A jawbone from one of the victims of the 1945 bombing of Hiroshima, Japan, showed the high amount of radiation a person may have absorbed as a result.
Brazilian physicist Sergio Mascarenhas went to Hiroshima 27 years after the bombing to see if he could obtain remains from victims and test their radiation level, The Washington Post reported. Mascarenhas said, “exposure to radiation makes human bone magnetic, and that magnetic memory existed in the bones of atomic bombing victims’ years after the explosion.”
To prove his point, the physicist obtained samples of bones from a few victims, including a jawbone from a person who was less than a mile away from where the bomb, codenamed "Little Boy," dropped.
About 90,000 to 160,000 people were killed or died after the 1945 bombing in Hiroshima.
Mascarenhas was able to test the bones and estimate how much radiation it absorbed but technology at that time could not help him decipher specifically how much radiation was present. The physicist took the remains to his native country where they remained in storage for decades until two other Brazilian scientists decided to test them again with better technology.
Oswaldo Baffa, one of the scientists, said 9.46 grays of radiation was found in the jawbone. Grays is the unit of measure for the “amount of radiation absorbed by an object or person,” The Washington Post reported.
The finding means the amount of radiation found in the jawbone was more than enough to kill a person. About 5 grays of whole body radiation can kill a person. When a person undergoes radiation treatment for cancer, about 2 to 3 grays of radiation are centered on a specific part of the body.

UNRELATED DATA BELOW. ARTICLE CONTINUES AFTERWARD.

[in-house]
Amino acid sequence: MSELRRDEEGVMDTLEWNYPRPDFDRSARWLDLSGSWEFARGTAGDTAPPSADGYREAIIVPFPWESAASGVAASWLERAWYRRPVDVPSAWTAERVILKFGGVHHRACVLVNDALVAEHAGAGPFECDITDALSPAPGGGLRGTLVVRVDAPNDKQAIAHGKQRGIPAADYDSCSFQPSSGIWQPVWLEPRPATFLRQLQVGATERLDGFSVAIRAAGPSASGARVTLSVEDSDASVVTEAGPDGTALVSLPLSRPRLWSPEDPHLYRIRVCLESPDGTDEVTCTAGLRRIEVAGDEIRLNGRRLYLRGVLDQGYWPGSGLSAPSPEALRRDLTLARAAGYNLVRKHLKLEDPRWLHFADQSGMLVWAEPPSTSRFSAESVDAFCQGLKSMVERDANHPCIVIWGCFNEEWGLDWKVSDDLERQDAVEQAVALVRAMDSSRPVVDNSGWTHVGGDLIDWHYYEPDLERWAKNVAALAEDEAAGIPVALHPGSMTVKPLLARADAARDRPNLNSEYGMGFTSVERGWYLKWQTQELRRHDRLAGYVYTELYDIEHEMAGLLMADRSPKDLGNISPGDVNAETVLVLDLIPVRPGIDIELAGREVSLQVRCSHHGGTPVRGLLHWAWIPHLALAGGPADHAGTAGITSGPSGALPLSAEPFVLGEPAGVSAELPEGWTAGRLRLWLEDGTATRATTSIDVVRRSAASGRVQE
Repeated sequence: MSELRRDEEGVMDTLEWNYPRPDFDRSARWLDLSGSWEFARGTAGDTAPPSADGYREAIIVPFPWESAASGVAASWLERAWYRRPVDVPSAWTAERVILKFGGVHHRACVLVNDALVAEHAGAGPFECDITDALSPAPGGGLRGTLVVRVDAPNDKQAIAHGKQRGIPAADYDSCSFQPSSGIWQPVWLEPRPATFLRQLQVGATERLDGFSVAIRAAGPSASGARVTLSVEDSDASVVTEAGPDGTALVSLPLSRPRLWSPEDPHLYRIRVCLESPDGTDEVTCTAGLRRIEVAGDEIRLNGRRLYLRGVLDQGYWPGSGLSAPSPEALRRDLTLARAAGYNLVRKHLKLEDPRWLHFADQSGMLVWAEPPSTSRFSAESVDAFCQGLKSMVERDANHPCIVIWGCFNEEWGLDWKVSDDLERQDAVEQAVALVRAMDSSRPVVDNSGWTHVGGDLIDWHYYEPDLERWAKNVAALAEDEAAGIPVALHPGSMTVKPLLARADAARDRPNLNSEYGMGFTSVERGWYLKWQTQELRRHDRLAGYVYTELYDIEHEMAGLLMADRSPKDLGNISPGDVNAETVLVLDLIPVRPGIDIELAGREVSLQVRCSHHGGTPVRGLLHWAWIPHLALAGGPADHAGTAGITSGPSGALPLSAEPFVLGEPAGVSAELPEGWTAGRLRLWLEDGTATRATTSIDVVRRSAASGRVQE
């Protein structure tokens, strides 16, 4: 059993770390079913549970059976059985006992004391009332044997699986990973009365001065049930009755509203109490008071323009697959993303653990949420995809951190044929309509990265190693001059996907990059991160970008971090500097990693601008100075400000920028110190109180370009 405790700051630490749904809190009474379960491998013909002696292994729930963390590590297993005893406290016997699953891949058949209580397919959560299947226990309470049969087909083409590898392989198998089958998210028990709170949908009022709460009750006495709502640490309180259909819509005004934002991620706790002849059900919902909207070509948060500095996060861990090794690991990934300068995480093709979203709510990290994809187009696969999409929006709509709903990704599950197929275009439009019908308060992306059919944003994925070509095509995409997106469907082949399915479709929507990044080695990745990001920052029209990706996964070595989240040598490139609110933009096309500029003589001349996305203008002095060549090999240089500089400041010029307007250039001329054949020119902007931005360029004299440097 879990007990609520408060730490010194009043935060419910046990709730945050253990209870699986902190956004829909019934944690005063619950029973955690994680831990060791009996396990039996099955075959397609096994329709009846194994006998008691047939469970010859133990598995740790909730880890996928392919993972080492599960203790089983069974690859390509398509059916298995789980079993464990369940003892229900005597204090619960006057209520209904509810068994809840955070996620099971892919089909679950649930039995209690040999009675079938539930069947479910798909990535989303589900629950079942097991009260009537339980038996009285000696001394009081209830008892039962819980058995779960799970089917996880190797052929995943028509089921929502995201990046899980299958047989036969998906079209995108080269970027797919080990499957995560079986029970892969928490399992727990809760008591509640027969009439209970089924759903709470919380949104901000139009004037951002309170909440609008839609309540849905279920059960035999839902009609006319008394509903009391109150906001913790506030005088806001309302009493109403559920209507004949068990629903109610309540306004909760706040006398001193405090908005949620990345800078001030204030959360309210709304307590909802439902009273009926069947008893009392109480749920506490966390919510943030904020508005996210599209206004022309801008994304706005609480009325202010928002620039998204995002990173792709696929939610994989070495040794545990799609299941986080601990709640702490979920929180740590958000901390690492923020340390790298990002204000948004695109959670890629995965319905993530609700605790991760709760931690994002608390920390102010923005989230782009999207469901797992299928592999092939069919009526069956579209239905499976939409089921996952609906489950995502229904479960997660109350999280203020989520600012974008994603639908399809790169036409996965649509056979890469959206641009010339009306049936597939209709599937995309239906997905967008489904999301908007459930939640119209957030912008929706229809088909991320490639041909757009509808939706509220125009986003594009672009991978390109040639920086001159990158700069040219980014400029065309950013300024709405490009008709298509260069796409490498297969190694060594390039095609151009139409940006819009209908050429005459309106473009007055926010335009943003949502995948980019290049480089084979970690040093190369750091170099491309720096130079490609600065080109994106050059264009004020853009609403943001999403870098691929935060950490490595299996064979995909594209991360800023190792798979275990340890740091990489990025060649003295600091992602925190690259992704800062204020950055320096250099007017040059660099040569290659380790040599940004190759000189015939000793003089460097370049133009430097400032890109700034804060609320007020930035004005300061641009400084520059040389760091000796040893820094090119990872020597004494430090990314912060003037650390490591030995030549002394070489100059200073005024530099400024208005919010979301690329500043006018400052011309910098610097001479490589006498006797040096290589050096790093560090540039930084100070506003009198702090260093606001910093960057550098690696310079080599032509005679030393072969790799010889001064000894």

The scientists believed their data is “timely and significant” due to the number of threats countries, including the U.S., receive regarding atomic bombs.
“Imagine someone in New York planting an ordinary bomb with a small amount of radioactive material stuck to the explosive,” Baffa told Brazilian media. “Techniques like this can help identify who has been exposed to radioactive fallout and needs treatment.”
The scientist said he tested the bone by crushing a part of it with a mortar and pestle and exposing portions of the sample to various levels of radiation. The sample was then tested using a spectrometer and other techniques to determine the amount of radiation.
Mascarenhas, now in his 90s and retired, has not given up on his research.
“The measurement we obtained in this latest study is more reliable and up-to-date than the preliminary finding, but I’m currently evaluating a methodology that’s about a thousand times more sensitive than [electronic] spin resonance,” he told Brazilian media. “We’ll have news in a few months.”